Steve used his blog to report on the back-and-forth of this process to make it accessible to a broader audience who could participate via Twitter or Blogspotting, Steve’s blog on our site.

The result of all this was a much better story on Twitter based on engaging his audience in the reporting of the story.

Newspaper survival tips stress multiplatform reporting

In “12 Things Newspapers Should Do to Survive,” Vadim Lavrusik offers a range of suggestions for “what newspapers should be considering in order to survive and evolve with today’s technology-driven, short-attention-span world.” At the top of his list is “Putting web first and reporting from multiple platforms.” He explains:

Reporters need to focus on primarily gathering information and how to present that information in multiple formats: websites, mobile platforms, social networks and finally print.

The reason? Technology is changing the way people consume news, and though many are still getting their news through traditional print outlets, many others are shifting to get their news through various media, such as television, mobile phones, and the web.

Other tips focus on creating community, integrating real-time reporting and creating content for mobile devices. A good read with lots to get class discussions rolling.

Washington Post ends hyperlocal experiment

One of the most visible experiments in hyperlocal journalism came to an end Aug. 21 when The Washington Post shut down its LoudounExtra Web site. The site was designed for “Loudoun residents, organizations and businesses and feature community news, events and sports sometimes reported on by county residents and local bloggers,” according the The Loudoun Independent. Rob Curley, a key force behind the site, said on its launch in 2007 that “To us, LoudounExtra.com goes beyond the bells and whistles of community-publishing tools. It represents a real partnership with local residents.” However, Curley and most of his team moved to the Las Vegas Sun shortly after LoudounExtra launched, and it never gained traction with the community.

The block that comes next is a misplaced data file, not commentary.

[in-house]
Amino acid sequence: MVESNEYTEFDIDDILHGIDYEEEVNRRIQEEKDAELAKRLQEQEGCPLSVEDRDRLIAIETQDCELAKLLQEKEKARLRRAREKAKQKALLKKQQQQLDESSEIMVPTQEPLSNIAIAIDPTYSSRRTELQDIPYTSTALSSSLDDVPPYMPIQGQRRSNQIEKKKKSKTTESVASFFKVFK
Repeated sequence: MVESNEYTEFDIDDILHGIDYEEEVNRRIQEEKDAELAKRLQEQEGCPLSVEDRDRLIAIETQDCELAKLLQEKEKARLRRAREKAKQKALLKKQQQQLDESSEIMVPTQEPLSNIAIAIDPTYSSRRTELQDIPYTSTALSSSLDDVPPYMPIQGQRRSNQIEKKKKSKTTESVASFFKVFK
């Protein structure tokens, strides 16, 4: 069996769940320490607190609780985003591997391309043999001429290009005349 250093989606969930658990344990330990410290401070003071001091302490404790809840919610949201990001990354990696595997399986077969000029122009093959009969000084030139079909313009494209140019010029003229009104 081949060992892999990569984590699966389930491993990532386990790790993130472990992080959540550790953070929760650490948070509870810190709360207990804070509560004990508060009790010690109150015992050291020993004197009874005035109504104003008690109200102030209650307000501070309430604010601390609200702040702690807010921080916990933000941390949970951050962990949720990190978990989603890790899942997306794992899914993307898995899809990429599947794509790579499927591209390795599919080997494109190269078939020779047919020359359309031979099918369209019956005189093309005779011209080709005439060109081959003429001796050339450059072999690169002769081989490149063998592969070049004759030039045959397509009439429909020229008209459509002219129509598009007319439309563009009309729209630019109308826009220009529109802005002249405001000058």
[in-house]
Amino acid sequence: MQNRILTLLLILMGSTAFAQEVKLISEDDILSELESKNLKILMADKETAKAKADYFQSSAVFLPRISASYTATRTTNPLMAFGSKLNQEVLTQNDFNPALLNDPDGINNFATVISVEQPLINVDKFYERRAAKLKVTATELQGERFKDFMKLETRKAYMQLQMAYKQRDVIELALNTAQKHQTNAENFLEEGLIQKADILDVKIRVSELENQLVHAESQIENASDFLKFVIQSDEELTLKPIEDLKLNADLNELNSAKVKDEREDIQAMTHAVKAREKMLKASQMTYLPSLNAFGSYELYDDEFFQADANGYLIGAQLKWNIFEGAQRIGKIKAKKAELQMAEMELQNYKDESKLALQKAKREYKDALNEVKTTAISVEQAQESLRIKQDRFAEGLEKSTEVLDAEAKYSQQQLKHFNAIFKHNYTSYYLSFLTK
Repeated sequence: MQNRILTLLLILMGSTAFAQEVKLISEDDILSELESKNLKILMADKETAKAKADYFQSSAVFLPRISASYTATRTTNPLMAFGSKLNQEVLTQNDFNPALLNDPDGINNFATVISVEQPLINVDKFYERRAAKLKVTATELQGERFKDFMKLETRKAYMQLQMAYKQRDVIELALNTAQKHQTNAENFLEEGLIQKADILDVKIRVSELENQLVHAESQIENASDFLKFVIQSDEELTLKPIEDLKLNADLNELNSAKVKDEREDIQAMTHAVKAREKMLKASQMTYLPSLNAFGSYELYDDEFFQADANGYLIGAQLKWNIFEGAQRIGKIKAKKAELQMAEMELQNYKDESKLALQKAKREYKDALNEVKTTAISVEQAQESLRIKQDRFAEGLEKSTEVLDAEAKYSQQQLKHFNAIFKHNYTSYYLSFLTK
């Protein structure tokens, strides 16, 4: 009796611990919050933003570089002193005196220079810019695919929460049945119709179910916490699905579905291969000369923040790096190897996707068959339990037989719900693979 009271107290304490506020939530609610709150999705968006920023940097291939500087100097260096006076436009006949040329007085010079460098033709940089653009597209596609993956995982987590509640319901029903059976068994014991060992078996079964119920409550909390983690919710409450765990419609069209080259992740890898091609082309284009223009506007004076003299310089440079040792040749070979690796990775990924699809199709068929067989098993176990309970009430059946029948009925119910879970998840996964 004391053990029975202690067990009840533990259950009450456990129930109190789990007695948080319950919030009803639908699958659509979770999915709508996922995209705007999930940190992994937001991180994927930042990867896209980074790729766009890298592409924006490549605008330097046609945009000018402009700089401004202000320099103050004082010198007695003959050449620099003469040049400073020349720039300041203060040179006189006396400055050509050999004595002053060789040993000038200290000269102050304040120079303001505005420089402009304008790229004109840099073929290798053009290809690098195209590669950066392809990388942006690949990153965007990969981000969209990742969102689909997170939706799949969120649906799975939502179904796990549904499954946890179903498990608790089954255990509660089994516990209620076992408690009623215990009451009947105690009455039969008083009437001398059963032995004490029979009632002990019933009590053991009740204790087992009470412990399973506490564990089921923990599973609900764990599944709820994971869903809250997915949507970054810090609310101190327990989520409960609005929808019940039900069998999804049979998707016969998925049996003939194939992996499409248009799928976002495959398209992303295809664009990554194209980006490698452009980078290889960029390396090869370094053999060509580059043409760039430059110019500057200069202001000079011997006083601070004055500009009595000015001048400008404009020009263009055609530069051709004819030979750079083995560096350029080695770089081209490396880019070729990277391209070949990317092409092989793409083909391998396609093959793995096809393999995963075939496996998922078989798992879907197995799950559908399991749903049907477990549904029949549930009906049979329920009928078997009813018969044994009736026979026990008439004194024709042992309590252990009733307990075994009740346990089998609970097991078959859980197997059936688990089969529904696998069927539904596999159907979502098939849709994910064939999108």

The future of the newspaper? Maybe it’s the nichepaper

A pair of recent articles discusses the role of the nichepaper in the future of journalism. In “The News About the Internet,” Michael Massing recounts recent attacks on the Internet as leeching content from traditional sources. But Massing say critics fail to acknowledge an essential truth:

Over the past few months alone, a remarkable amount of original, exciting, and creative (if also chaotic and maddening) material has appeared on the Internet. The practice of journalism, far from being leeched by the Web, is being reinvented there, with a variety of fascinating experiments in the gathering, presentation, and delivery of news. And unless the editors and executives at our top papers begin to take note, they will hasten their own demise.

In “The Nichepaper Manifesto,” Umair Haque elaborates on some of those experiments and christens them “nichepapers.” The name is somewhat misleading, since like Massing, Haque also is talking about online journalism. But his definition is clear: “Nichepapers are different because they have built a profound mastery of a tightly defined domain — finance, politics, even entertainment — and offer audiences deep, unwavering knowledge of it.” Haque details eight essential rules and four models for such nichepapers. It’s a lot to digest, but it’s very important work.